Could pensions be taking a heavier toll from Coronavirus than property investment?Make Text Bigger
The average pension fund fell by 15.2%, its worst quarterly performance on record and only 11% of pension funds avoided posting a loss during the quarter.
The Average annual annuity income fell by 6% to an all-time low with the average retirement income for someone saving into a pension fund and opting for an annuity falling by 18.7% to a historic low.
New data above from the latest Moneyfacts UK Personal Pension Trends Treasury Report, set to be published later this week, reveals the heavy toll that the Coronavirus pandemic has taken on individuals planning for their retirement. The research shows that individuals at both the accumulation and decumulation phase of retirement have encountered the toughest conditions of any generation yet.
Pension fund performance
At the accumulation phase, the record number of individuals now saving into a defined contribution pension plan suffered heavy falls in their pension values during Q1 2020. The devastating impact of the Coronavirus pandemic on global stock markets meant that the average pension fund value fell by 15.2% during Q1 2020, its worst quarterly performance on record, surpassing the falls seen during the global financial crisis of 2008.
Many popular ABI pension fund sectors posted even heavier losses, with UK Smaller Companies (-31%), UK All Companies (-29.8%) and UK Equity Income (-28.4%) pension funds hit the hardest. Testament to the difficulties facing pension funds during Q1 2020 was the fact that only 11% of pension funds avoided losses.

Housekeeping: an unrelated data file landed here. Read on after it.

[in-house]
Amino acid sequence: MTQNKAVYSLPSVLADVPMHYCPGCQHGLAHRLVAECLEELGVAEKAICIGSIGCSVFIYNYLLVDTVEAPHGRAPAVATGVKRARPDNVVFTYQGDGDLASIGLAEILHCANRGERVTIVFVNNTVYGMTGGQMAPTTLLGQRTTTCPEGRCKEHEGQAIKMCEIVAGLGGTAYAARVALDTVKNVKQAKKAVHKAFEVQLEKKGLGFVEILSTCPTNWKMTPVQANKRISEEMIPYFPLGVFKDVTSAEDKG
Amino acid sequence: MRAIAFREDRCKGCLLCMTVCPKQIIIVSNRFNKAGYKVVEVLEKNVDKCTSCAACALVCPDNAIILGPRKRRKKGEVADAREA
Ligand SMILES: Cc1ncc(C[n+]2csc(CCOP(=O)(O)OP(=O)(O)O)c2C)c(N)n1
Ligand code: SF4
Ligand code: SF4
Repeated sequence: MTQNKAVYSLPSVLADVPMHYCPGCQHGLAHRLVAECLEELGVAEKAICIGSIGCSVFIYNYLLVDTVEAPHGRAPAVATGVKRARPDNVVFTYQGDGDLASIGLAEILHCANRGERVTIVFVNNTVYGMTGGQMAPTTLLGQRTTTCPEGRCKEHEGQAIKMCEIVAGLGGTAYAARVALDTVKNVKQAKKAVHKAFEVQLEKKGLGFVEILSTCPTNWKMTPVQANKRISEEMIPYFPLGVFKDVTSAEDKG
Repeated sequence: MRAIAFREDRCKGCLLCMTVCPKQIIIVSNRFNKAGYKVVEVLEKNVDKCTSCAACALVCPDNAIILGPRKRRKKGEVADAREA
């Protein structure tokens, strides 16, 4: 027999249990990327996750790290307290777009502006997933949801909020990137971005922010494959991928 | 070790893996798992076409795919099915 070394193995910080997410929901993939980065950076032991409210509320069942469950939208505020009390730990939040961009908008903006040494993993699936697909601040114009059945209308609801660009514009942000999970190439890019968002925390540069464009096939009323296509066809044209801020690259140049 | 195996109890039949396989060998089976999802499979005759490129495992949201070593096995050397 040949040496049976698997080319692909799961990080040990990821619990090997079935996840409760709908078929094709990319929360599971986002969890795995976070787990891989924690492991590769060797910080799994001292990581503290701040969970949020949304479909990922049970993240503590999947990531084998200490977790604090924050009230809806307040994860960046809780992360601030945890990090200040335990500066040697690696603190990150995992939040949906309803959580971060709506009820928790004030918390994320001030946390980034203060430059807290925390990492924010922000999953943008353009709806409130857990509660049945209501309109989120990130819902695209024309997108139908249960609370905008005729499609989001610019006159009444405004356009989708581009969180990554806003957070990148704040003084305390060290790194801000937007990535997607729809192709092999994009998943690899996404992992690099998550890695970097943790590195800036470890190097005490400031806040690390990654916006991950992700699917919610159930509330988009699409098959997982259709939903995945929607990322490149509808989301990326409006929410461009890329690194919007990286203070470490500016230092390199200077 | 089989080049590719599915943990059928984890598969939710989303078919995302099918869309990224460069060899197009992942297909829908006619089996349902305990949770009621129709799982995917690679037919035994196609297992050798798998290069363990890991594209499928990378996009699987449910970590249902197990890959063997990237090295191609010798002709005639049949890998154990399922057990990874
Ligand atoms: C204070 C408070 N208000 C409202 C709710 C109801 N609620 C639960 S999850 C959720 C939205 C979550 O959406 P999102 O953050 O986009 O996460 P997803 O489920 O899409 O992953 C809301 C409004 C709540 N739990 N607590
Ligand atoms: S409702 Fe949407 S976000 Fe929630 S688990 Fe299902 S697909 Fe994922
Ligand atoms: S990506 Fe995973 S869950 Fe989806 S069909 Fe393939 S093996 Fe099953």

At the decumulation phase of retirement, the growing number of individuals entering drawdown will also have been adversely impacted by the fall in value of their underlying pension funds, the biggest reductions that many will have encountered since the introduction of pension freedoms five years ago.
Meanwhile, individuals seeking the security of an annuity face the prospect of annuitising at record-low rates. The average annual standard annuity income for an individual aged 65 (based on a single life £10,000 level without guarantee annuity) fell by 6% in Q1 2020, leaving the average annuity income 1.7% lower than its previous record low in October 2019.
The combination of falling pension fund values and lower annuity rates has had a significant impact on the retirement incomes available to those saving into a personal pension and looking to annuitise. For example, an individual who had saved £100 gross per month into a personal pension for 20 years would have built up a final pension fund of £41,388. Using this to take an income through an annuity at age 65 means that they will now receive just £1,663 per annum, down by 18.7% on the start of the year, and 14.4% lower than the previous all-time low in October 2016.
Richard Eagling, Head of Pensions at Moneyfacts, said:
“Whether it is individuals saving into a pension scheme or currently in drawdown, or retirees looking for the security of an annuity, the Coronavirus pandemic has had a devastating impact on potential retirement outcomes. The hope is that these will prove to be short-term shocks, but for those planning for retirement now and looking for a retirement income immediately, they present unenviable challenges. UK pension policy has increasingly moved towards placing more onus on individuals to take personal ownership of their retirement finances in recent years and take on the risks associated with this, but unfortunately recent events have shown how vulnerable they can be to major world events.”
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